Senior | San Diego, CA
What made you decide to become an English major?
I had been at community college for three years, intending on majoring in biology because I wanted to be a park ranger and also because I thought a STEM degree would be more “practical” than something in the humanities. I met with a counselor to discuss transfer requirements and I think she could tell that I was sort of aimless––she suggested I consider an English degree since she saw me reading in the waiting room. I was at a point in my life where I needed someone to give me permission to change my mind and I became much more engaged with school once I started studying something I genuinely enjoy. I never saw the counselor again, but she changed the entire trajectory of my education and I owe her a lot for that.
What has been your favorite class in the English department thus far, and why?
Reading as a Writer with Professor Elliott Holt was a pleasure, as was the master class I took with Professor Zadie Smith and a class in African literature I had with Professor Ato Quayson. It’s wonderful to have someone very smart and well-read give you a reading list and then spend the semester finding out why each book or story on it is significant.
What has been the most influential work of literature in your journey as a writer thus far, and why?
I love the way Elena Ferrante portrays female friendship in The Neapolitan Novels, and I realized while reading them that I find books about friendship infinitely more interesting than stories about love. I am also really drawn to Nervous Conditions by Tsitsi Dangarembga, Astragal by Albertine Sarrazin, and the short stories of Lucia Berlin.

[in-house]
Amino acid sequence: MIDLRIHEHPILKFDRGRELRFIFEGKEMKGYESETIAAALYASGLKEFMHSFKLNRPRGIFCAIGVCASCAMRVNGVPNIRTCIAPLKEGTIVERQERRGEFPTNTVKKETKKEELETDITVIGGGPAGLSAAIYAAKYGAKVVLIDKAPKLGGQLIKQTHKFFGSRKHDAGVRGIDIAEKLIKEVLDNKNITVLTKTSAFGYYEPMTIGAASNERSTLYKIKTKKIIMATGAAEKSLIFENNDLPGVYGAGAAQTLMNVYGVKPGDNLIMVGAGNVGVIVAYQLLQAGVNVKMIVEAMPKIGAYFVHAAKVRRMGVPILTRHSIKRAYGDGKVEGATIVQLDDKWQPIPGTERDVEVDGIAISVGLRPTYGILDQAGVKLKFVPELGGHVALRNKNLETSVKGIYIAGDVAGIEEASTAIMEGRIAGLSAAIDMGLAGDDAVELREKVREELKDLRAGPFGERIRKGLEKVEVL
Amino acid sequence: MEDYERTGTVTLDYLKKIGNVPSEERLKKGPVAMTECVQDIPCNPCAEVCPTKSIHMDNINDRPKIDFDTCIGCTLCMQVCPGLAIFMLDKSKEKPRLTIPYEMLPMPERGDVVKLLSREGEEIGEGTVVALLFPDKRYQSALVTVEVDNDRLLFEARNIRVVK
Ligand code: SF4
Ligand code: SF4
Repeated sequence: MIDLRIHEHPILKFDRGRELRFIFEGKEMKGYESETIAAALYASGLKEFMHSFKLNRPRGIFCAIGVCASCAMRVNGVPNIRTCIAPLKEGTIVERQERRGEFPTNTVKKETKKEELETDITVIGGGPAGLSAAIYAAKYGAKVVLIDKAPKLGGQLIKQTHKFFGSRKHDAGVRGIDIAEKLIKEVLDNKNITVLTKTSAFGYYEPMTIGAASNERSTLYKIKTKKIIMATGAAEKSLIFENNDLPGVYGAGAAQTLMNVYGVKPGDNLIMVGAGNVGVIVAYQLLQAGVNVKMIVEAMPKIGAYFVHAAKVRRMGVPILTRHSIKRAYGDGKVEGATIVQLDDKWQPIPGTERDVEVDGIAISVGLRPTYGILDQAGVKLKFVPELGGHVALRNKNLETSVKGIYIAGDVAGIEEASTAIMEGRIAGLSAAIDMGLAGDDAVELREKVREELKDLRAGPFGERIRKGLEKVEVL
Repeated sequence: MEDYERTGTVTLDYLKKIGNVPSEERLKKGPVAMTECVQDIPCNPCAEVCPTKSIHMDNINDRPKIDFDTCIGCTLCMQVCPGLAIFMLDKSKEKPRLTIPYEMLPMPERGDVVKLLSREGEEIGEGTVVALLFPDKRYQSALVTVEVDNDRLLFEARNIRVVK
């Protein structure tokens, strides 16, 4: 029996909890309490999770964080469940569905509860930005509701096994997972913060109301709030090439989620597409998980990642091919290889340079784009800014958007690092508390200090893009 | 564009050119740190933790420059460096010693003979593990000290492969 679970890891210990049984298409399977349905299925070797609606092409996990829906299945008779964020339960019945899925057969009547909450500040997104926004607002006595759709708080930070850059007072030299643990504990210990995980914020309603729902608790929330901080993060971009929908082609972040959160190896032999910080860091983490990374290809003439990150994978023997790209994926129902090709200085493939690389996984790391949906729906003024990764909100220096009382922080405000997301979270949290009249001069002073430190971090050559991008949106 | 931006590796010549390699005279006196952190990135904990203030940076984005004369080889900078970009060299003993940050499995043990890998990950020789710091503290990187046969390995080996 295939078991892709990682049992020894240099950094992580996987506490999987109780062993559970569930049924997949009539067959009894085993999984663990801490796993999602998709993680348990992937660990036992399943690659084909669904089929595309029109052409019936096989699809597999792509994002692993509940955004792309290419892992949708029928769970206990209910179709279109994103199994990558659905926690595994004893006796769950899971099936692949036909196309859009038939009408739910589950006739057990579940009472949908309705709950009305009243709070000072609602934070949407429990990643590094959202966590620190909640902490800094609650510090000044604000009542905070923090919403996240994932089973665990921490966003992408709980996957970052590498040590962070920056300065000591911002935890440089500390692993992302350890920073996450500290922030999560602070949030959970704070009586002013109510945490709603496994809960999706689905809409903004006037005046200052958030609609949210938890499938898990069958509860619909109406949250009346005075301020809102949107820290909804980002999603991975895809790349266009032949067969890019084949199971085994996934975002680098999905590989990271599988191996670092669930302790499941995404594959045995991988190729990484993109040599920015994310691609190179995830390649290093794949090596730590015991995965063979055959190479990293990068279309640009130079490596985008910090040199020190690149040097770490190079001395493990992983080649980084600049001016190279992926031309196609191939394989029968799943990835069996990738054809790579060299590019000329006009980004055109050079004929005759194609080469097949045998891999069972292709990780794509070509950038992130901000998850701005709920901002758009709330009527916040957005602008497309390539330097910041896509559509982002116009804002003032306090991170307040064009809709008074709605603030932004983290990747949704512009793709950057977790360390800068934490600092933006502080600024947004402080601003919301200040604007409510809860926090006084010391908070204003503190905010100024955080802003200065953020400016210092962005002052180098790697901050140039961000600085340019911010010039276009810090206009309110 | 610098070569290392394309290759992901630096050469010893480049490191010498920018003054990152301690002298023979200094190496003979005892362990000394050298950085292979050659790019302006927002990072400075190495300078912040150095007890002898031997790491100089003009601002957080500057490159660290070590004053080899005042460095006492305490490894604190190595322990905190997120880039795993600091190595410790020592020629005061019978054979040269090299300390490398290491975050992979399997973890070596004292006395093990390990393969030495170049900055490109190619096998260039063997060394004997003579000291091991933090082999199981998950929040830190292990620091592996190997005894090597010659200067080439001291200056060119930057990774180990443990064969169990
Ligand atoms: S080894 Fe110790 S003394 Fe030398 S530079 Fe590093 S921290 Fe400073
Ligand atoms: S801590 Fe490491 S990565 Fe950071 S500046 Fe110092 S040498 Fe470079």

Can you tell us a bit about your Creative Writing Capstone project and your experience in the CW colloquium?
My capstone project is a sort of bastardized personal essay about my own life where I shifted around the timeline of events in order to give it a better narrative arc. Professor Holt is a great editor and I’m lucky to work with her, plus the class is full of such astute readers that nothing gets by them. They notice everything and it’s incredibly helpful.
We heard you are a recipient of a DURF grant--congrats! What will you use it for?
My friend Anna Van Dine and I are making a podcast about Craigslist and the ways it mirrors and connects the community it serves––it is going to be a compilation of interviews and stories. Audio is an expressive medium and I’m excited to work with it for a large-scale project.
What do you consider the most rewarding part of being an English major?
Studying literature makes me more observant––not only while reading but also while interacting with the world. Close reading fosters a habit of paying attention and noticing connections.
What advice would you give to students considering majoring in English at NYU?
Don’t bother pursuing this major if you aren’t going to do the readings.